Like ExxonMobil and other fossil fuel interests, EEI funded climate denial through the 1990s despite knowing full well the reality of the threat posed by rising temperatures. Also like various fossil fuel companies, it has made a show in the last few years of its commitment to decarbonization. The group has shown up in force at gatherings like annual U.N. Framework Conventions on Climate Change meetings to “tell the U.S. electric power industry’s story of clean energy leadership,” despite its members still battling clean energy measures at home. The current director of climate programs for EEI, Eric Holdsworth, previously served nine years as the deputy director of the Global Climate Coalition, a group funded by fossil fuel companies and other business interests to undermine U.S. participation in the Kyoto Protocol through disinformation campaigns casting doubt on the scientific consensus about climate change.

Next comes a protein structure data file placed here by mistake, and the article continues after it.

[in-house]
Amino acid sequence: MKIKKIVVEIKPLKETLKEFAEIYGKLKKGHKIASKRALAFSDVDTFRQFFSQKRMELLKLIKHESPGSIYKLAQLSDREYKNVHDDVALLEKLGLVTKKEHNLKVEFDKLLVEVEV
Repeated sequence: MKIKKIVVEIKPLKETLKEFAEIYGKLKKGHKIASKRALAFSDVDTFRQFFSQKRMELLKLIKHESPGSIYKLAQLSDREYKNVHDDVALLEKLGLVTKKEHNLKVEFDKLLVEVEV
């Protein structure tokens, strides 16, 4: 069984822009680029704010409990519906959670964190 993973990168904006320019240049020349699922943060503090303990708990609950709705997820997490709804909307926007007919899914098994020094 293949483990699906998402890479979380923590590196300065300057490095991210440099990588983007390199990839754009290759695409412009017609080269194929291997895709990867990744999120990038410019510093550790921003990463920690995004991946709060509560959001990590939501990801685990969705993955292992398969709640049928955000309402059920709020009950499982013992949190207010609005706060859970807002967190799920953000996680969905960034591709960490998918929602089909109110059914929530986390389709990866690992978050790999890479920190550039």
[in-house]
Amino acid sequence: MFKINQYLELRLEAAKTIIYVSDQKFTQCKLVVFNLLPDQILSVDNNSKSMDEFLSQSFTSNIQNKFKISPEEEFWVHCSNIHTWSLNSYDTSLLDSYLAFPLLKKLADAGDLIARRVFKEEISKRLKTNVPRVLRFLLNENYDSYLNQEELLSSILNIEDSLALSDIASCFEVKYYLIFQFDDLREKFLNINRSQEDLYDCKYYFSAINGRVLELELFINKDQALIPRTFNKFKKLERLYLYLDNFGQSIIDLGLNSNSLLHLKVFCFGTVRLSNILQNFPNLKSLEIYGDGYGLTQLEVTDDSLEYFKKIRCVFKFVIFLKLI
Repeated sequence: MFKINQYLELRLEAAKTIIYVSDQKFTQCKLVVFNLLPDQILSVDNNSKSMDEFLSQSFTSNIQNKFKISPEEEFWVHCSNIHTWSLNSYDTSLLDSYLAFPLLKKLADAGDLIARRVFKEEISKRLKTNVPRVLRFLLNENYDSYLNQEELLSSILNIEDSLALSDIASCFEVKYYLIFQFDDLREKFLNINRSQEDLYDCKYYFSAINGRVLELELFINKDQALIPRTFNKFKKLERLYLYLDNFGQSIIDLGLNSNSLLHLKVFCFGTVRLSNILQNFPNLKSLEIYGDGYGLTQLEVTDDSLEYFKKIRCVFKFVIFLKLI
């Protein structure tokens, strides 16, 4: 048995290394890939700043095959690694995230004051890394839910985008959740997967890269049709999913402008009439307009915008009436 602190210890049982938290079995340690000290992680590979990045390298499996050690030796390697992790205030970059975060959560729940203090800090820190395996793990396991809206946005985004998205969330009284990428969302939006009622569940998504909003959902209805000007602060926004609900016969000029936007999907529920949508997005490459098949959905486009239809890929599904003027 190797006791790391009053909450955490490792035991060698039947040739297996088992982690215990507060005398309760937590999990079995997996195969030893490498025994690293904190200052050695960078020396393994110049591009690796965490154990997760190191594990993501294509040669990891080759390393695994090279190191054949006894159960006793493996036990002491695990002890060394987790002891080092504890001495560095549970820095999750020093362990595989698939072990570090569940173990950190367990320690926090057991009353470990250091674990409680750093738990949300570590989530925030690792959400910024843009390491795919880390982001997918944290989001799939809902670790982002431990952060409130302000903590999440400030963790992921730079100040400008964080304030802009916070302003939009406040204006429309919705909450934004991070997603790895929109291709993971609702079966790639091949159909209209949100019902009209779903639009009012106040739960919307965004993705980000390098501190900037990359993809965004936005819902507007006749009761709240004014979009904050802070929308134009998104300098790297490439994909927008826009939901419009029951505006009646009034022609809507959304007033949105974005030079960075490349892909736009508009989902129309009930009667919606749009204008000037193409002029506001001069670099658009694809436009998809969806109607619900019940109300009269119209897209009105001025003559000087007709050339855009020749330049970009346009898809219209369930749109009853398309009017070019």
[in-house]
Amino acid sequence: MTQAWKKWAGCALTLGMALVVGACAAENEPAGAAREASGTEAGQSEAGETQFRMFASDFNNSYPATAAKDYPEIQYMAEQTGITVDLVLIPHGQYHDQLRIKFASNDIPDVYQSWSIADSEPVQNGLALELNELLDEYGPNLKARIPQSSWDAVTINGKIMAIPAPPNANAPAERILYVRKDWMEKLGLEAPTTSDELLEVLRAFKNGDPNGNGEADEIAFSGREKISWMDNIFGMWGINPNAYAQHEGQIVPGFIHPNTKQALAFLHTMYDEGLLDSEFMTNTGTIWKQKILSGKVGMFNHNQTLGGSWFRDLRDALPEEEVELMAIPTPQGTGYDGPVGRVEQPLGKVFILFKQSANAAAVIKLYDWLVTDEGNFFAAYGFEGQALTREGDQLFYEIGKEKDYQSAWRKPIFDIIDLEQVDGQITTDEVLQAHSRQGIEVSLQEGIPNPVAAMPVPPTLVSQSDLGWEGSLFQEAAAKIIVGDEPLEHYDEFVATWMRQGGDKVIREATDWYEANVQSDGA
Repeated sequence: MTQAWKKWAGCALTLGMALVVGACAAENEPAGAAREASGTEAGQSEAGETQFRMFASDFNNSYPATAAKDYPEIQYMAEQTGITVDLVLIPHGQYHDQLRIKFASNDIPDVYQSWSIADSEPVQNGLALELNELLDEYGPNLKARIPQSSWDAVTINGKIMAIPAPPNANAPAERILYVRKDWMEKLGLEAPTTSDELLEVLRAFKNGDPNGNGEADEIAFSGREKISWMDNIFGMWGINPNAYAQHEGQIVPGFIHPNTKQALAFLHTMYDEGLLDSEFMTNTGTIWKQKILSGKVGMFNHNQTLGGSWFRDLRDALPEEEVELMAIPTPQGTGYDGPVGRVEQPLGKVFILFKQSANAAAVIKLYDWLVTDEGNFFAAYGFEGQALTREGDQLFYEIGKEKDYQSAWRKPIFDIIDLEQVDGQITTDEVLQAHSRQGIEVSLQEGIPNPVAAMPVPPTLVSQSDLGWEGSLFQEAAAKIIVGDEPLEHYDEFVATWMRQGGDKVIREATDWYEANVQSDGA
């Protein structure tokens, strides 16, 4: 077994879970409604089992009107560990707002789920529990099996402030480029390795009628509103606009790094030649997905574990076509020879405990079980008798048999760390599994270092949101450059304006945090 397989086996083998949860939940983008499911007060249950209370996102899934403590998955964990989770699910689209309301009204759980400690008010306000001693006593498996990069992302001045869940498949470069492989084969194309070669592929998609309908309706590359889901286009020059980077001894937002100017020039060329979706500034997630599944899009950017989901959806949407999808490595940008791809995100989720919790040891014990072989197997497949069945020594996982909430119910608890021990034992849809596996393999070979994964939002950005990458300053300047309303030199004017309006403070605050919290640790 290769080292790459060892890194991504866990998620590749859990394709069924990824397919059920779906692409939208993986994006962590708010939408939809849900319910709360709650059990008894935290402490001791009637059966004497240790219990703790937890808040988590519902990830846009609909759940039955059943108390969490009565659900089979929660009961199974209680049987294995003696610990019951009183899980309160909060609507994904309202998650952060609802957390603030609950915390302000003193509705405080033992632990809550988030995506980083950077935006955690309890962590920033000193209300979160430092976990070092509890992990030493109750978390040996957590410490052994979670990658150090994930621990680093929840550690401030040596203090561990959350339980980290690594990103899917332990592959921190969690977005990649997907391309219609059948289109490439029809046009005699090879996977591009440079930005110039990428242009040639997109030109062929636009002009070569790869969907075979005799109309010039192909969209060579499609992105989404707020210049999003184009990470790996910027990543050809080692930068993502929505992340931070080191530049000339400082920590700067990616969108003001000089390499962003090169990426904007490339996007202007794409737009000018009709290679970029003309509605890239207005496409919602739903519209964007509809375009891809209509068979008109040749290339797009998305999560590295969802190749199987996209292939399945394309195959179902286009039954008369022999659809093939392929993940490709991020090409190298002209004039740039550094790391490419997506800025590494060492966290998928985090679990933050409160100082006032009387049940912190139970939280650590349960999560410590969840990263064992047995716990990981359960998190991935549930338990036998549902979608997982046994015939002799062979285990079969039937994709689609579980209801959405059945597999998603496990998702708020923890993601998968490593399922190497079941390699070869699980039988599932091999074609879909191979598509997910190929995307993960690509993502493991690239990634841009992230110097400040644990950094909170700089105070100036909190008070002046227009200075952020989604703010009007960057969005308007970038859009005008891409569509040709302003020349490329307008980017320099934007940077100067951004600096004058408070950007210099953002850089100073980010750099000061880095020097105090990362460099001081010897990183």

Whatever this brave new world of climate policy will look like, coal and old-school climate deniers are getting left behind. “Outside of a couple kooks in the Trump administration, there’s really no place left where you can go full climate denial and be taken seriously. If there is one it would be ALEC, but even that has changed,” said Pomerantz. “That part of the conversation is basically over.”
A previous version of this article misstated the capital of Indiana.